Earlier in McPhee’s career, “batsmen” were permitted to choose whether they wanted the pitcher to deliver a high or low ball. As a result, McPhee and other infielders found it relatively easy to tell where the ball would be hit. When this practice was ended in 1887, McPhee used his skills and knowledge to determine proper positioning for each batter. Also, because of the efforts of McPhee and two of his outstanding contemporaries, Fred Pfeffer and Fred Dunlap, the position of second baseman evolved in the 1880s from one of playing directly on or near the bag to placing themselves to the left, ranging towards first.
On the field and off McPhee was a gentleman. He was never fined or ejected from a game, and he was always sober and in playing condition. An 1897 ankle injury, the only serious one of his career, kept McPhee out of action for three months. Cincinnati fans and sportswriters staged a special benefit that raised $3,500 for him,
When he opened the 1896 season with an injured finger,. McPhee finally broke down and started to use a fielder’s glove. The result was his major league record fielding percentage of .978, not topped until 1925, when Sparky Adams fielded 983.
McPhee retired from active play after the 1899 season. He returned to manage the Reds to a last place finish in 1901. In 1902, the Reds showed some improvement, but McPhee resigned after only 65 games amid rumors that former Baltimore Oriole Joe Kelley was about to take his place. He continued to scout for the Reds until 1909 when he severed all his connections with baseball.
McPhee moved to Ocean Beach, California, a suburb of San Diego, and lived there in quiet retirement, all but forgotten by the baseball world. In the January 28, 1932 edition of The Sporting News, it was mentioned that McPhee was dead. This prompted a letter from Corwin Sage of Los Angeles in which he stated “John A. McPhee is an exceedingly lively corpse. We have been intimate friends for a great many years and exchange letters nearly every week. I wrote to him today (March 1. 1932). He is not as lively as in the days from ’82 to 1900, but still is able to give some of them pointers on how to play second base and might be able to line one to the fence if he was served a cold one… Bid cut out the article from The Sporting News and mailed it to me with the remark that it was not often a man had the pleasure of reading his own obituary. McPhee was one of the finest players and most perfect gentlemen the game has ever known.”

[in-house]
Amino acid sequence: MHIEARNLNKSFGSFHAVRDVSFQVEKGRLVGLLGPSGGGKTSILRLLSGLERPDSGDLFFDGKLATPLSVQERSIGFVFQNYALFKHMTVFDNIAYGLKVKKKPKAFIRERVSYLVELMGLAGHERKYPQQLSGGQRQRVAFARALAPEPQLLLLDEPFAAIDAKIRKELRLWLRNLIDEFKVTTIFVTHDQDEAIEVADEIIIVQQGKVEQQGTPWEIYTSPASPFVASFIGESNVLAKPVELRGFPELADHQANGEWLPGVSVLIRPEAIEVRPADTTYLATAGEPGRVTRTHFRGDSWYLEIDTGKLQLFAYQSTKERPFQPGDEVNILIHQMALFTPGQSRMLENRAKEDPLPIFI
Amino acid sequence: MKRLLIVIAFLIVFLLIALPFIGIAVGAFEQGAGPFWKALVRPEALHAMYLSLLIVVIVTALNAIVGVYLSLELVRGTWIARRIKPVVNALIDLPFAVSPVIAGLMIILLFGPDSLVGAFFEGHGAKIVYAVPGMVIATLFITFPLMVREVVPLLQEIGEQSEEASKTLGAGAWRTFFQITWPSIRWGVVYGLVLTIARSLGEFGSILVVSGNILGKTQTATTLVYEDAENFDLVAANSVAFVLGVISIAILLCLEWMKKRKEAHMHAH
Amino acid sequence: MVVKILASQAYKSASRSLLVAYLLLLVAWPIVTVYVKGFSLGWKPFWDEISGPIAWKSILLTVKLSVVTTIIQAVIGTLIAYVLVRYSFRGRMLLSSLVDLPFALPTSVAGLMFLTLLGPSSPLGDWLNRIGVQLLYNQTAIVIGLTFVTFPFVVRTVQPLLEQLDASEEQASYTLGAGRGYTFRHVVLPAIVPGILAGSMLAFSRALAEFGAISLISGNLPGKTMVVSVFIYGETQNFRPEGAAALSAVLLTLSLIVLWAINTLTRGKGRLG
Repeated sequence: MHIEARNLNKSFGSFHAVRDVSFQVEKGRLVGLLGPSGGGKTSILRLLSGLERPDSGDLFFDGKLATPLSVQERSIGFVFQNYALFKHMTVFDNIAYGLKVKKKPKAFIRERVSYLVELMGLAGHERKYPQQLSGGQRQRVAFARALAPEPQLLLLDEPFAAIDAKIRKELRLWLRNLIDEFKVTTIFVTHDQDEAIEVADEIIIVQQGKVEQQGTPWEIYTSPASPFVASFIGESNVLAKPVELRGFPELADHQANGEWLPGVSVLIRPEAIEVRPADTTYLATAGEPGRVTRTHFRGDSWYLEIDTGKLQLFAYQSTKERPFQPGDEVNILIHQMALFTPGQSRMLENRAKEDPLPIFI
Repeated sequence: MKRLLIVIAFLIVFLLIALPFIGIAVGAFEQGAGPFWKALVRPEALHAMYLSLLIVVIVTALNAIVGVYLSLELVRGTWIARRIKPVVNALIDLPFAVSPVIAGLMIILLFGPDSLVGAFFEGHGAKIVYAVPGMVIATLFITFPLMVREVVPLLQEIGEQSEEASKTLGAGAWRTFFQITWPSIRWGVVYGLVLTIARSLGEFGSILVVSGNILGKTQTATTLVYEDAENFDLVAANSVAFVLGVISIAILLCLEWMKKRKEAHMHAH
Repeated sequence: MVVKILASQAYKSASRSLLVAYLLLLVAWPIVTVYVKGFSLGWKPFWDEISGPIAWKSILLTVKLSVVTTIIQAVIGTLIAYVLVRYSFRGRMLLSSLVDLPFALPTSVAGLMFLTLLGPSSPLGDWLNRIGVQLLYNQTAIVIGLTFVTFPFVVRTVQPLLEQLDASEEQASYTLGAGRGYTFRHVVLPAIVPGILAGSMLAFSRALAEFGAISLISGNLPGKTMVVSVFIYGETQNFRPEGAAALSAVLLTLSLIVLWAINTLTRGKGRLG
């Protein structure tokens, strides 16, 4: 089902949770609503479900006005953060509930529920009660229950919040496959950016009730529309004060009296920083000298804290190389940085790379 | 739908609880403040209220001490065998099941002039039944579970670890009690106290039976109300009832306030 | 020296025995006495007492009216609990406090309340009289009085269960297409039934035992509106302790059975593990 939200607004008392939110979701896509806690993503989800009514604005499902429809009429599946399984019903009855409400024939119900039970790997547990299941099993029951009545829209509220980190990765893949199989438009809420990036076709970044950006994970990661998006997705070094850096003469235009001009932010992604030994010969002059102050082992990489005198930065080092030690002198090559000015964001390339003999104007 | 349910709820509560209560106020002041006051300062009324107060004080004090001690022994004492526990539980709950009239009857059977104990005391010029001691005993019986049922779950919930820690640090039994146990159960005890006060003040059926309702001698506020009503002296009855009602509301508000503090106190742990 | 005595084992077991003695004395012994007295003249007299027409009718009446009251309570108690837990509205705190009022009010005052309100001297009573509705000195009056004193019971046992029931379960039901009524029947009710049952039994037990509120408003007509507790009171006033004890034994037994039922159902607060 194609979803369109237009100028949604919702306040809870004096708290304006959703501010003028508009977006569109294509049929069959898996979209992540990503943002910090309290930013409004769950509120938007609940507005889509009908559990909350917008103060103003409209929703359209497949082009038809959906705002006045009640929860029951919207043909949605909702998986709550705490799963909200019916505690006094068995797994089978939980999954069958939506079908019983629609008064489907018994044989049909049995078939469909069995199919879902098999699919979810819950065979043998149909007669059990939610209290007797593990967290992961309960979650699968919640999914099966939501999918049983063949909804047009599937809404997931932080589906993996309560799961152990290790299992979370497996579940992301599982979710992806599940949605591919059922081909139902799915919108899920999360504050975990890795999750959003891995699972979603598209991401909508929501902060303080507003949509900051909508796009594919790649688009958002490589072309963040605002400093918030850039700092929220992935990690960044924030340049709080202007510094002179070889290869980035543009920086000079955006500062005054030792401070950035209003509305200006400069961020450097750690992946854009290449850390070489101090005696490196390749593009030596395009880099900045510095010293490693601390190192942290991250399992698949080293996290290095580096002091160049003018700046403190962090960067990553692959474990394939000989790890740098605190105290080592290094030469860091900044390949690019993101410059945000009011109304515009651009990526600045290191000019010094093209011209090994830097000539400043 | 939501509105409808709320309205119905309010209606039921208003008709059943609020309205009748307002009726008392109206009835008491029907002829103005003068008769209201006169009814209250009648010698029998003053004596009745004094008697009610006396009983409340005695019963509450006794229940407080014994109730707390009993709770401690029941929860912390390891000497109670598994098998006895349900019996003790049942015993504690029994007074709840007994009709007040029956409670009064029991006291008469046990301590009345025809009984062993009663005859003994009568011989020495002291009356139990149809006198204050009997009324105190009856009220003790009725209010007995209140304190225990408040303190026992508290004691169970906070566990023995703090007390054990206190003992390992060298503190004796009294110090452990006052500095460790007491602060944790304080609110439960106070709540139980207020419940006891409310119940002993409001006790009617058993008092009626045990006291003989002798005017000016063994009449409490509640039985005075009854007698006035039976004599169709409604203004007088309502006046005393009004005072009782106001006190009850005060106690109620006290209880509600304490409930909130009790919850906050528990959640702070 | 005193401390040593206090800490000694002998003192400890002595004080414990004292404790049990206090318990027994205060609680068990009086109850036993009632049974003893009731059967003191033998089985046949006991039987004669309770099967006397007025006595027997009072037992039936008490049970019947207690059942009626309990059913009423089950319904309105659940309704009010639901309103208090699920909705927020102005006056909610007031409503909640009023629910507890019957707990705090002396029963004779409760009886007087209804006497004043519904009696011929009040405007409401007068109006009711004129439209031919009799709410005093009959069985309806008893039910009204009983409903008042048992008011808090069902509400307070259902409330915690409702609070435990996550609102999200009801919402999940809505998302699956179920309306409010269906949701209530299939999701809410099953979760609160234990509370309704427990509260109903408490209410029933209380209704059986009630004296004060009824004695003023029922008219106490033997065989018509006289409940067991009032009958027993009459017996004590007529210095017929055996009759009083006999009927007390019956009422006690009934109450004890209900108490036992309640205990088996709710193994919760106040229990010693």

McPhee’s actual death occurred on January 3, 1943, at his home in Ocean Beach. In March, 2000, 57 years after his passing and a century after his playing career ended, Bid McPhee was elected to the Baseball Hall of Fame by a vote of the Veterans’ Committee. In addition to his considerable accomplishments as a ballplayer, McPhee’s Hall of Fame plaque notes his “sober disposition and exemplary sportsmanship.”
Baseball: The Biographical Encyclopedia-from the editors of Total Baseball.
David Falkner: Nine Sides of the Diamond-Random House, 1990.
Ralph C. Moses: “Bid McPhee”-The National Pastime #14, 1994, pages 48-50.
A. D. Suehsdorf: “Bid McPhee”-SABR Nineteenth Century Stars, 1989, page 91.
Total Baseball 7th Edition-Edited by John Thorn, Pete Palmer and Michael Gershman.
The Cincinnati Enquirer-April 12, 1890 and April 26, 1890.
The Sporting News-March 10, 1932 and January 3, 1943.
The Utica Globe-August 14, 1897.